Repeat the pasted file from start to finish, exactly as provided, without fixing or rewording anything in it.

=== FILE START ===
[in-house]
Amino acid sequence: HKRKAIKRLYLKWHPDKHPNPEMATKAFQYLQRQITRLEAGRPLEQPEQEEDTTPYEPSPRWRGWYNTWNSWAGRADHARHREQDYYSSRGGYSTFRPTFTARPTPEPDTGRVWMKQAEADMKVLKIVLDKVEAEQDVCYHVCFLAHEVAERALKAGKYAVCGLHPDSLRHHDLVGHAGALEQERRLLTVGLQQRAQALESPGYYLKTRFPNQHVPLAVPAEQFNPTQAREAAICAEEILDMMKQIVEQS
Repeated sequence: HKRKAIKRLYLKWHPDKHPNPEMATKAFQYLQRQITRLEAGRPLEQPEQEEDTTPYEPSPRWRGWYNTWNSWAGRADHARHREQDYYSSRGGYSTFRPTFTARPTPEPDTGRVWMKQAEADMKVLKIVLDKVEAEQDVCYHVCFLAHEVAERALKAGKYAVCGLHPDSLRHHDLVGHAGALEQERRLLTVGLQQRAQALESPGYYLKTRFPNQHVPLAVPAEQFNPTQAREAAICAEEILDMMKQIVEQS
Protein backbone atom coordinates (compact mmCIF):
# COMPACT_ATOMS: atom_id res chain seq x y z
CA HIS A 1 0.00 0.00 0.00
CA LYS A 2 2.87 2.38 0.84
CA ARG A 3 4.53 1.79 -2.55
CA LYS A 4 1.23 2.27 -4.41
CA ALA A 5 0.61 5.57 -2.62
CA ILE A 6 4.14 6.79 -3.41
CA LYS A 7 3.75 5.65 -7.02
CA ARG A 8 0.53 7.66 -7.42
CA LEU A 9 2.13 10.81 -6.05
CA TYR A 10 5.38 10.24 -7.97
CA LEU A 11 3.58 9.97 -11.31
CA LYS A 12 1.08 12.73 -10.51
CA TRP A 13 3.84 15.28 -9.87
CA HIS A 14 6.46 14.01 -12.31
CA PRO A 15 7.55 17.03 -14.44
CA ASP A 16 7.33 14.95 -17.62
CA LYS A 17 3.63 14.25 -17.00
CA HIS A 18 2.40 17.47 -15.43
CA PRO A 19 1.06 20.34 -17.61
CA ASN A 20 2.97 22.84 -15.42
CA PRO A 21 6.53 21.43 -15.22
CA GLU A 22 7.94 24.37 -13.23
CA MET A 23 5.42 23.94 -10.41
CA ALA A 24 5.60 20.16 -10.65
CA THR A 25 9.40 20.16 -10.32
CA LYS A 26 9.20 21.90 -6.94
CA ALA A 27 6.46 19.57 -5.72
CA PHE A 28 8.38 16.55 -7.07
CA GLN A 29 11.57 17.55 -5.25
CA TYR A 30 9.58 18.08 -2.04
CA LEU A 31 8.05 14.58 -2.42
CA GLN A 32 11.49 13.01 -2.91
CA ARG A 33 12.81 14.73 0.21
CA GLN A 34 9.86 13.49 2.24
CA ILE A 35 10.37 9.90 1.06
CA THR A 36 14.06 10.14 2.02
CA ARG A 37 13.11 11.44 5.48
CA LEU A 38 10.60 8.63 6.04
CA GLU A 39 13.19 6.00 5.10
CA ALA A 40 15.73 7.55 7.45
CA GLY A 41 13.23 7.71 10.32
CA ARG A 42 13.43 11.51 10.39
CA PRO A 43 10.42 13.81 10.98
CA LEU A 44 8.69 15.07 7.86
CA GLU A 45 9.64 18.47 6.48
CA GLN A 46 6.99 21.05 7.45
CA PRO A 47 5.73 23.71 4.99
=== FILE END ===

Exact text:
[in-house]
Amino acid sequence: HKRKAIKRLYLKWHPDKHPNPEMATKAFQYLQRQITRLEAGRPLEQPEQEEDTTPYEPSPRWRGWYNTWNSWAGRADHARHREQDYYSSRGGYSTFRPTFTARPTPEPDTGRVWMKQAEADMKVLKIVLDKVEAEQDVCYHVCFLAHEVAERALKAGKYAVCGLHPDSLRHHDLVGHAGALEQERRLLTVGLQQRAQALESPGYYLKTRFPNQHVPLAVPAEQFNPTQAREAAICAEEILDMMKQIVEQS
Repeated sequence: HKRKAIKRLYLKWHPDKHPNPEMATKAFQYLQRQITRLEAGRPLEQPEQEEDTTPYEPSPRWRGWYNTWNSWAGRADHARHREQDYYSSRGGYSTFRPTFTARPTPEPDTGRVWMKQAEADMKVLKIVLDKVEAEQDVCYHVCFLAHEVAERALKAGKYAVCGLHPDSLRHHDLVGHAGALEQERRLLTVGLQQRAQALESPGYYLKTRFPNQHVPLAVPAEQFNPTQAREAAICAEEILDMMKQIVEQS
Protein backbone atom coordinates (compact mmCIF):
# COMPACT_ATOMS: atom_id res chain seq x y z
CA HIS A 1 0.00 0.00 0.00
CA LYS A 2 2.87 2.38 0.84
CA ARG A 3 4.53 1.79 -2.55
CA LYS A 4 1.23 2.27 -4.41
CA ALA A 5 0.61 5.57 -2.62
CA ILE A 6 4.14 6.79 -3.41
CA LYS A 7 3.75 5.65 -7.02
CA ARG A 8 0.53 7.66 -7.42
CA LEU A 9 2.13 10.81 -6.05
CA TYR A 10 5.38 10.24 -7.97
CA LEU A 11 3.58 9.97 -11.31
CA LYS A 12 1.08 12.73 -10.51
CA TRP A 13 3.84 15.28 -9.87
CA HIS A 14 6.46 14.01 -12.31
CA PRO A 15 7.55 17.03 -14.44
CA ASP A 16 7.33 14.95 -17.62
CA LYS A 17 3.63 14.25 -17.00
CA HIS A 18 2.40 17.47 -15.43
CA PRO A 19 1.06 20.34 -17.61
CA ASN A 20 2.97 22.84 -15.42
CA PRO A 21 6.53 21.43 -15.22
CA GLU A 22 7.94 24.37 -13.23
CA MET A 23 5.42 23.94 -10.41
CA ALA A 24 5.60 20.16 -10.65
CA THR A 25 9.40 20.16 -10.32
CA LYS A 26 9.20 21.90 -6.94
CA ALA A 27 6.46 19.57 -5.72
CA PHE A 28 8.38 16.55 -7.07
CA GLN A 29 11.57 17.55 -5.25
CA TYR A 30 9.58 18.08 -2.04
CA LEU A 31 8.05 14.58 -2.42
CA GLN A 32 11.49 13.01 -2.91
CA ARG A 33 12.81 14.73 0.21
CA GLN A 34 9.86 13.49 2.24
CA ILE A 35 10.37 9.90 1.06
CA THR A 36 14.06 10.14 2.02
CA ARG A 37 13.11 11.44 5.48
CA LEU A 38 10.60 8.63 6.04
CA GLU A 39 13.19 6.00 5.10
CA ALA A 40 15.73 7.55 7.45
CA GLY A 41 13.23 7.71 10.32
CA ARG A 42 13.43 11.51 10.39
CA PRO A 43 10.42 13.81 10.98
CA LEU A 44 8.69 15.07 7.86
CA GLU A 45 9.64 18.47 6.48
CA GLN A 46 6.99 21.05 7.45
CA PRO A 47 5.73 23.71 4.99